As a successor to the Heimatfilme you could watch TV series such as Die Schwarzwaldklinik , Schlosshotel Orth or Forsthaus Falkenau . Here too, authorities and clichés are used. At the same time, elements of the US soap opera are added.

Today the Heimatfilm is viewed by film scholars and critics as a typically German-Austrian or German-speaking genre and also as a kind of “German Western”, as it is the only film genre that Germany, Austria and German-speaking Switzerland have produced and that it outside of them Countries so hardly exist. Works by directors Franz Schnyder , such as Uli der Knecht , and Kurt Früh, are among the classics of Swiss Heimatfilm. The numerous film adaptations by Johanna Spyris Heidi are among the most popular Swiss fabrics , although the exact genre depends on the respective cinematic implementation.

History and characteristics of the modern homeland film

Although there were a few outliers in the 50s and 60s that did not correspond to the kitschy image of the classic Heimat film, such as roses bloom on the Heidegrab (1952) or hot harvest (1956), both by Hans H. König , but only just beginning In the mid-1970s, a large number of films were made that tried to show the conditions in mountain and agricultural areas at the time. There were also influences from German auteur films , whose directors, such as Reinhard Hauff , Herbert Achternbusch , Rainer Werner Fassbinder , Oliver Herbrich , Werner Herzog and Volker Schlöndorff, countered traditional Heimat films with downright anti-Heimat films that show narrow-minded, violent or exploitative conditions. to which the protagonists are powerless. Hans Günther Pflaum sees it as a conscious attempt by young directors to “brush the genre against the grain, to focus more on reality, on poverty and dirt”. The film adaptations of the three novels by Ludwig Thoma should also be mentioned here, which, although published in the early 20th century, were made into films late. The film adaptations of Der Ruepp , Andreas Vöst and Der Wittiber are close to Thomas' template and show unsentimental rural life in the German Empire.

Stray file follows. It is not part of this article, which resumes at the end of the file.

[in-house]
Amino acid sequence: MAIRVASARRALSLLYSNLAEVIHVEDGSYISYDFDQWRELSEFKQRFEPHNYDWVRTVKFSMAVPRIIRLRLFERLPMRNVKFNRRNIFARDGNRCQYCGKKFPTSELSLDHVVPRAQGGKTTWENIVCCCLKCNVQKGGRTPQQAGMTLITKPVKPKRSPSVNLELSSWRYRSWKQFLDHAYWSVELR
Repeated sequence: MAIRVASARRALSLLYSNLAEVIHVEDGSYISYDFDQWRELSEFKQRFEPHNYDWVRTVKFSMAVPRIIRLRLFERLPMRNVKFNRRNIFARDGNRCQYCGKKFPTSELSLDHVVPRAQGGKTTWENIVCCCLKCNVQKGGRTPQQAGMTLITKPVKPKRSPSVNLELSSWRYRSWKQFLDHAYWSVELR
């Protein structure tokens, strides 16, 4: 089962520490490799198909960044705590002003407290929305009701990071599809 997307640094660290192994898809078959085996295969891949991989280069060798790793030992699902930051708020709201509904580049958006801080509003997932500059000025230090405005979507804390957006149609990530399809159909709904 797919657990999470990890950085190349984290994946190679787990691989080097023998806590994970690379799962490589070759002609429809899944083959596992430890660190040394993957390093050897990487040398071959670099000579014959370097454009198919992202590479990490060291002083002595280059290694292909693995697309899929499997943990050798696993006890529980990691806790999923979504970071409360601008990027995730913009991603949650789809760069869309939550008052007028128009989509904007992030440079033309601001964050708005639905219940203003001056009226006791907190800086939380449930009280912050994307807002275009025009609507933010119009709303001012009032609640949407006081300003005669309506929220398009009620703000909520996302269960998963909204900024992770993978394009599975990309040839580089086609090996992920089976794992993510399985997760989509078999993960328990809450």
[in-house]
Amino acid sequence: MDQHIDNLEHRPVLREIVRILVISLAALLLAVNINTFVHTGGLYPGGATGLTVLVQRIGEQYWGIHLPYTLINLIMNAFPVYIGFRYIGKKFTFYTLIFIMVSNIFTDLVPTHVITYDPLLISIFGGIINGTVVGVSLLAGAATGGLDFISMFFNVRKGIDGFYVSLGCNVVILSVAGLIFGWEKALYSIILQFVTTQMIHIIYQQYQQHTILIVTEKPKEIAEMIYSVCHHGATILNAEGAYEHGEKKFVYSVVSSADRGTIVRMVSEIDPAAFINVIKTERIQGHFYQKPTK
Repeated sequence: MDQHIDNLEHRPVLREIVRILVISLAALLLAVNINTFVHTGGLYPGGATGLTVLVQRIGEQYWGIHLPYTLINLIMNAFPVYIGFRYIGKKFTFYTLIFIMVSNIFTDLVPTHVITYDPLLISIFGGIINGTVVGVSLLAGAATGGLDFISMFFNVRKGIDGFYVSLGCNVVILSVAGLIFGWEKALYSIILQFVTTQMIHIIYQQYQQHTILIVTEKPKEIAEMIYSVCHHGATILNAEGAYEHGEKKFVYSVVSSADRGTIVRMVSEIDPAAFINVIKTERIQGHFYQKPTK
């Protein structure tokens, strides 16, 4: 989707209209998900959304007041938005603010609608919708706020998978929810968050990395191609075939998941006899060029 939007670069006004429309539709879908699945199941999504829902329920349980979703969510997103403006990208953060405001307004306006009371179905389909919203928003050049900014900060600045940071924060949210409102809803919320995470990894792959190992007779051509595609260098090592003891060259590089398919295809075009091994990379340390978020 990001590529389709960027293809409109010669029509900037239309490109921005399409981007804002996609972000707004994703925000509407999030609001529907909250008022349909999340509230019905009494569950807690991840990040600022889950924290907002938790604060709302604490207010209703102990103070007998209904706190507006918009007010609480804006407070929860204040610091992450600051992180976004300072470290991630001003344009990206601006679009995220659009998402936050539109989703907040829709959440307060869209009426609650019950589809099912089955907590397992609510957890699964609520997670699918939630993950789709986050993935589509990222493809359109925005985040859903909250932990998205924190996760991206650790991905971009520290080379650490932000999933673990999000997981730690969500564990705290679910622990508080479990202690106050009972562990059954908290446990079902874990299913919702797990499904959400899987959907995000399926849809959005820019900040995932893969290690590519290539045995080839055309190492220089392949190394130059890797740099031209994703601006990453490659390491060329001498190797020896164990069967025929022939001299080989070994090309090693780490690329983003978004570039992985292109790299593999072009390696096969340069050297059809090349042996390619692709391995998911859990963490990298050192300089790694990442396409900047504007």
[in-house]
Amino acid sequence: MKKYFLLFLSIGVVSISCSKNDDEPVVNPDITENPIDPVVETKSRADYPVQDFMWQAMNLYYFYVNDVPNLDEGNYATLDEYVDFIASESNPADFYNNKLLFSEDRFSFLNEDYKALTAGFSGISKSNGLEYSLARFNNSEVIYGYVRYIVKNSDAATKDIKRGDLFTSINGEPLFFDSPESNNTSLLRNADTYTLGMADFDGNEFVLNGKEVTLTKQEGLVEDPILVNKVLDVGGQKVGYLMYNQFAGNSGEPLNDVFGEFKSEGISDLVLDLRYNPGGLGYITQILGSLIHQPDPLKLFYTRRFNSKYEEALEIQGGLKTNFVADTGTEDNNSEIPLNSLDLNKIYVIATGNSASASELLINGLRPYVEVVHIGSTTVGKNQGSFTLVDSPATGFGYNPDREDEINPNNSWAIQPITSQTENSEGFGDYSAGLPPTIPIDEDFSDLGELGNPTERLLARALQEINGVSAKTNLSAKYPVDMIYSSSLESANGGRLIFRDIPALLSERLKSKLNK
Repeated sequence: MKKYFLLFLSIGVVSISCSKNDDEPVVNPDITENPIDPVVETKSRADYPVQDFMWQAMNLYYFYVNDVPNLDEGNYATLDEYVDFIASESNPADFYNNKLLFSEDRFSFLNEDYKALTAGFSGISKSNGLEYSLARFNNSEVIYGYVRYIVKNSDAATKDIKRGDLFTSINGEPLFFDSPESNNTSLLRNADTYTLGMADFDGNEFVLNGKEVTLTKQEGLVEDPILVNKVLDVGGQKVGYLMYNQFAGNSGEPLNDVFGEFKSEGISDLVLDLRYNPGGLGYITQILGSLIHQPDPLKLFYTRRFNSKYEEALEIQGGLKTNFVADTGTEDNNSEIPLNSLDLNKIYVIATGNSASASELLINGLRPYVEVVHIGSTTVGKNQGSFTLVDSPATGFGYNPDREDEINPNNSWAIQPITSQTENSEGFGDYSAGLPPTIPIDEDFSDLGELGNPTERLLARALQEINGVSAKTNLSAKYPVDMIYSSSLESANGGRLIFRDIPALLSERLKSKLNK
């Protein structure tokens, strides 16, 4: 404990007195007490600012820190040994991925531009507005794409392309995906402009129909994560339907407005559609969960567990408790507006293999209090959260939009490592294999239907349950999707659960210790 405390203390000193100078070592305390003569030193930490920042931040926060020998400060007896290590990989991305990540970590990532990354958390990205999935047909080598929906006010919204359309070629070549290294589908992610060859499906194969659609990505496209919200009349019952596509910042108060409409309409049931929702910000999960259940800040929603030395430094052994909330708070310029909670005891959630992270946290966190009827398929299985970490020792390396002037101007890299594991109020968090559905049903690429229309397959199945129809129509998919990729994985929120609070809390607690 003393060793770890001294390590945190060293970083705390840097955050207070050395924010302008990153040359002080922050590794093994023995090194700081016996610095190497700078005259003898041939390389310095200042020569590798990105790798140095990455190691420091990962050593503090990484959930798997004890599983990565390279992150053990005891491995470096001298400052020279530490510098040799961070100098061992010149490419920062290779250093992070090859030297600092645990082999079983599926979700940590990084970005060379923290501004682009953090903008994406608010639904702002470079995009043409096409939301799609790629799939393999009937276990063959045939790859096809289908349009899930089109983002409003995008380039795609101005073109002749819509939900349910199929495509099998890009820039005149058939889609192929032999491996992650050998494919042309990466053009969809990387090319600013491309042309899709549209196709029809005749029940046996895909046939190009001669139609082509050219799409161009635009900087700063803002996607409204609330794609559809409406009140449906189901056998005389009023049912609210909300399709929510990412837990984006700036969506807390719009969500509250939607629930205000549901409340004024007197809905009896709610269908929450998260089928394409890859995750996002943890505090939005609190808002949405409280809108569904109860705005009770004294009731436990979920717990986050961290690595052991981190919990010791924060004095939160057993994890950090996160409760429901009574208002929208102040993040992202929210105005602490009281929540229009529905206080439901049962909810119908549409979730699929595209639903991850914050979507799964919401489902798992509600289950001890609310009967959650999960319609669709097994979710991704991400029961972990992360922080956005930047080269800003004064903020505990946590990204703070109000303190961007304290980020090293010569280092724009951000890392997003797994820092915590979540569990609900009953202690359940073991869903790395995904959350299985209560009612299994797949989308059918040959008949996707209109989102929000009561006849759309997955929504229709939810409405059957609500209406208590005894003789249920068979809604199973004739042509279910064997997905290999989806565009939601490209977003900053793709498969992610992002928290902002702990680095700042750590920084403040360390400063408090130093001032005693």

From the 1980s on, Heimatfilme became increasingly differentiated. Many were now playing against a historical background, so the transition to the historical film is fluid. Films such as Der Bockerer , Löwengrube , Herbstmilch , Rama dama or Hölleisengretl focus on life during the time of National Socialism and the occupation . The films Andreas Hofer - The freedom of the eagle and mountain blood deal with the Tyrolean uprising . Other films, such as Räuber Kneißl , Jennerwein or Margarete Steiff , take up historical personalities, but try to be realistic without kitsch. Schwabenkinder , Schlafes Bruder or Das sinstere Tal deal with the fate of people who are faced with a harsh and violent environment. In his monumental life's work, the Heimat film series, Edgar Reitz traces the life of a simple family from the Hunsrück over a period of around 160 years. As a lifelike, unadulterated chronicle with finely drawn characters, it received a lot of critical praise.